History and newspapers show that the line between patriotism and the more dangerous nationalism is a fine one. As the US Congress considers constitutionally banning flag burning, the British should take heed and realise that imposing cultural symbols and meanings is playing with fire.

The author is lecturer in public law at Lancaster University.

Independent Partners; Do you need financial advice on your investments, pension or insurance? Book a free consultation with an independent Financial Adviser at VouchedFor.co.uk

Arts and Entertainment
Buttoned up: Ryan Reynolds with Helen Mirren in ‘Woman in Gold’
filmFor every box-office smash in his Hollywood career, there's always been a misconceived let-down. Now he says it's time for a reboot
News
people
News
Actress Julianne Moore wins the Best Actress in a Leading Role Award for 'Still Alice' during the 87th Annual Academy Awards in Hollywood, California
people
Sport
Ross Barkley
footballPaul Scholes says it's time for the Everton playmaker to step up and seize the England No 10 shirt
News
'We will fix it': mice in the 1970s children’s programme Bagpuss
science
Life and Style
2 Karl Lagerfeld and Choupette
fashion
Finacial products from our partners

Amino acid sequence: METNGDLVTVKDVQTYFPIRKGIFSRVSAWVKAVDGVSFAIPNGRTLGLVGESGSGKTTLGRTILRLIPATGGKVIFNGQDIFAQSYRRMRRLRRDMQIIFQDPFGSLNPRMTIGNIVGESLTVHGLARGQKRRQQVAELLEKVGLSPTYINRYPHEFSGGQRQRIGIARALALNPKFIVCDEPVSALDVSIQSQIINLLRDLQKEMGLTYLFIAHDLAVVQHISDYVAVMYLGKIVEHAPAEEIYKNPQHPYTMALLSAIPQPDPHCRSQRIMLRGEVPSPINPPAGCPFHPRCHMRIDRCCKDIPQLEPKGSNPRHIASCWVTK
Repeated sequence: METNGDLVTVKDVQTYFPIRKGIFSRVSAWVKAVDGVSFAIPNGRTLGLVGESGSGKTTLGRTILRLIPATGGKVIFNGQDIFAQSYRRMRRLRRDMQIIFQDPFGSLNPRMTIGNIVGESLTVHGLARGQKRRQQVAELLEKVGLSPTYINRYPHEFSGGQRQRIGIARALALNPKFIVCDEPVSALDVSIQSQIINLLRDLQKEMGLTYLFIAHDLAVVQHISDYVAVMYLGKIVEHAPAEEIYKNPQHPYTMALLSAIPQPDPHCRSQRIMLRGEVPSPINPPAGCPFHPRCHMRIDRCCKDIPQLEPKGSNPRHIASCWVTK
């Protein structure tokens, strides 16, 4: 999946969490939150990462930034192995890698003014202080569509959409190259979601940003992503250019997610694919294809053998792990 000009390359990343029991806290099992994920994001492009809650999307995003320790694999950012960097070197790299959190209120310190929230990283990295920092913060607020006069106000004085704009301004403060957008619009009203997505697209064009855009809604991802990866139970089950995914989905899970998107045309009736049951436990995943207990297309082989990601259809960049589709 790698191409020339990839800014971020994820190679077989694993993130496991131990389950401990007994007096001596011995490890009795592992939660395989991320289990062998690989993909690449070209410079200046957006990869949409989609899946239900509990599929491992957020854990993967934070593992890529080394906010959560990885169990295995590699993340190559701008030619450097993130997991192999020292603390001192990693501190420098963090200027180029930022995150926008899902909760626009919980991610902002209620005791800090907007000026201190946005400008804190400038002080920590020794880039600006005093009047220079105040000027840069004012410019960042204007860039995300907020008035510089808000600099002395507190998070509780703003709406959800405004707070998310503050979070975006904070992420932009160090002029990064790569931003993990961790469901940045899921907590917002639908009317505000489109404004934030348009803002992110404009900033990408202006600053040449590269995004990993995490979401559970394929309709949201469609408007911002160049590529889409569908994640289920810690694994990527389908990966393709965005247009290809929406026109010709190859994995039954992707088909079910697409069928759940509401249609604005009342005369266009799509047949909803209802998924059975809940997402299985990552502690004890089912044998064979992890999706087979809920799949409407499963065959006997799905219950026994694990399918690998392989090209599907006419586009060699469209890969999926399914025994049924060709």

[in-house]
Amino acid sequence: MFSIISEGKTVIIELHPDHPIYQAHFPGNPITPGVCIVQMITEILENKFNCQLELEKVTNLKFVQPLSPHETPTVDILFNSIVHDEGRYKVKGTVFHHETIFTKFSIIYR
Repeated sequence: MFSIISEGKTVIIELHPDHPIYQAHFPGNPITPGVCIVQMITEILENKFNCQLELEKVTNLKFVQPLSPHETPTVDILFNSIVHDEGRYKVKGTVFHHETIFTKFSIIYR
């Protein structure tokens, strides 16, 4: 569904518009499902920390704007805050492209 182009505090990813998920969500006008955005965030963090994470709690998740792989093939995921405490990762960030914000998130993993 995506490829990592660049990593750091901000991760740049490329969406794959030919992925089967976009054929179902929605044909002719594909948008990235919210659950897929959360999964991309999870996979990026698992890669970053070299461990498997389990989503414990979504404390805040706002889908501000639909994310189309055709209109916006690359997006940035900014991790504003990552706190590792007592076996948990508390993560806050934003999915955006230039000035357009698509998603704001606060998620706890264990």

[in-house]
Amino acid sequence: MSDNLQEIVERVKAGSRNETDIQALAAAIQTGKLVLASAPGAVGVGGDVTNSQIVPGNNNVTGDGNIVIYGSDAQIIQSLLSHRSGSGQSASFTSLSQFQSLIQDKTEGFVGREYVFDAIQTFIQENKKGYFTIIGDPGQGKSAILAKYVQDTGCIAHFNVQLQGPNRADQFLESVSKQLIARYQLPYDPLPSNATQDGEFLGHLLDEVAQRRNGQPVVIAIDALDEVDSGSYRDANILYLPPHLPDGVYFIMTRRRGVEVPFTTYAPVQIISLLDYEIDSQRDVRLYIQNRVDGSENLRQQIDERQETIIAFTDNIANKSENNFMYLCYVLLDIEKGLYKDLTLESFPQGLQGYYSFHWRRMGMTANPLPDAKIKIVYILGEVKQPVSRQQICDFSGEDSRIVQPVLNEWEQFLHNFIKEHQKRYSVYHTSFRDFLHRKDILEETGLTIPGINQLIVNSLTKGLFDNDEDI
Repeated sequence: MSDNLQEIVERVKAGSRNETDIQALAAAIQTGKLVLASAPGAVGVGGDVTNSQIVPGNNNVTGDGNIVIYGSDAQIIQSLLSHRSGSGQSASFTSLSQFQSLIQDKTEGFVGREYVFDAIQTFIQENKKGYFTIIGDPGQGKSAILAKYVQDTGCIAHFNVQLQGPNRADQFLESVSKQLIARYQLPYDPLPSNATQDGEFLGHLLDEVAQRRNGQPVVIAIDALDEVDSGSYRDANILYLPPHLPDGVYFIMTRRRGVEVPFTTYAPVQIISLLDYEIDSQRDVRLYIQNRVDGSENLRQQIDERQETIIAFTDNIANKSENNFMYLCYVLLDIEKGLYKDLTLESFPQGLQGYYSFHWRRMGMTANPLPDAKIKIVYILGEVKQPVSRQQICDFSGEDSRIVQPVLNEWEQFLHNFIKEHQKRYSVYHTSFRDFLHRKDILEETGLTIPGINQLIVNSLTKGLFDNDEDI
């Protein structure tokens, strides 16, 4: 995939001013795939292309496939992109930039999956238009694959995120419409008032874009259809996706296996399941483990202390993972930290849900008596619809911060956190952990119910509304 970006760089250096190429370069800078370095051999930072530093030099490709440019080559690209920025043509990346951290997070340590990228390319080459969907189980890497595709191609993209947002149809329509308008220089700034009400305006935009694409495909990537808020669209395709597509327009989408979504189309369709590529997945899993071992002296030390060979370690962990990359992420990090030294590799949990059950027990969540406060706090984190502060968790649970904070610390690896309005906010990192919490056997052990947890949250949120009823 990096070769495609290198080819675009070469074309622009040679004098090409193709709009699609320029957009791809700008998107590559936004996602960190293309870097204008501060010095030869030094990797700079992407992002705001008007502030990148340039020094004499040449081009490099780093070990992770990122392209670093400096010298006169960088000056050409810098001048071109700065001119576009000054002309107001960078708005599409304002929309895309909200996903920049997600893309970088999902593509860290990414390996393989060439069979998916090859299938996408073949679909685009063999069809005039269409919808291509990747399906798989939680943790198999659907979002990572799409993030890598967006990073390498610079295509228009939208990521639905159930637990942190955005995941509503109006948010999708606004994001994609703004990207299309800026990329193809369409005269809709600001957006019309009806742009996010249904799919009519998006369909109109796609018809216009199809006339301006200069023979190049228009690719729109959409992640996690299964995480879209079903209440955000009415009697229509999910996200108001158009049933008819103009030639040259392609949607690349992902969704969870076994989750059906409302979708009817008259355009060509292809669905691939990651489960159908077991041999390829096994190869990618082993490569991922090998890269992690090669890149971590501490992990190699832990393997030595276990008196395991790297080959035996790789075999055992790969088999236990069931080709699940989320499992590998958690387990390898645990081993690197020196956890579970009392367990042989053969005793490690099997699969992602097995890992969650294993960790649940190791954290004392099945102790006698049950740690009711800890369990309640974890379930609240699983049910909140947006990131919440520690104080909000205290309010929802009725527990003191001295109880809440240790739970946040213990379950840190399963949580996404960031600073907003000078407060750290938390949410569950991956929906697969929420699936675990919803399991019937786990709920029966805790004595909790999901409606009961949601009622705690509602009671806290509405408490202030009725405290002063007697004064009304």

Property search
  • Get to the point
Latest stories from i100
Have you tried new the Independent Digital Edition apps?
Independent Dating
and  

By clicking 'Search' you
are agreeing to our
Terms of Use.

ES Rentals

    iJobs Job Widget
    iJobs Money & Business

    SThree: Graduate Recruitment Resourcer

    £20000 per annum + commission: SThree: Sthree have an exciting opportunity for...

    Recruitment Genius: Telesales Executive - OTE £32,000+

    £18000 - £32000 per annum: Recruitment Genius: A Telesales Executive is requir...

    Ashdown Group: Marketing Manager - B2B, Corporate - City, London

    £45000 - £50000 per annum + benefits : Ashdown Group: A highly successful, glo...

    Neil Pavier: Commercial Analyst

    £50,000 - £55,000: Neil Pavier: Are you a professionally qualified commercial ...

    Day In a Page

    War with Isis: Iraq declares victory in the battle for Tikrit - but militants make make ominous advances in neighbouring Syria's capital

    War with Isis

    Iraq declares victory in the battle for Tikrit - but militants make make ominous advances in neighbouring Syria
    Scientists develop mechanical spring-loaded leg brace to improve walking

    A spring in your step?

    Scientists develop mechanical leg brace to help take a load off
    Peter Ackroyd on Alfred Hitchcock: How London shaped the director's art and obsessions

    Peter Ackroyd on Alfred Hitchcock

    Ackroyd has devoted his literary career to chronicling the capital and its characters. He tells John Walsh why he chose the master of suspense as his latest subject
    Ryan Reynolds interview: The actor is branching out with Nazi art-theft drama Woman in Gold

    Ryan Reynolds branches out in Woman in Gold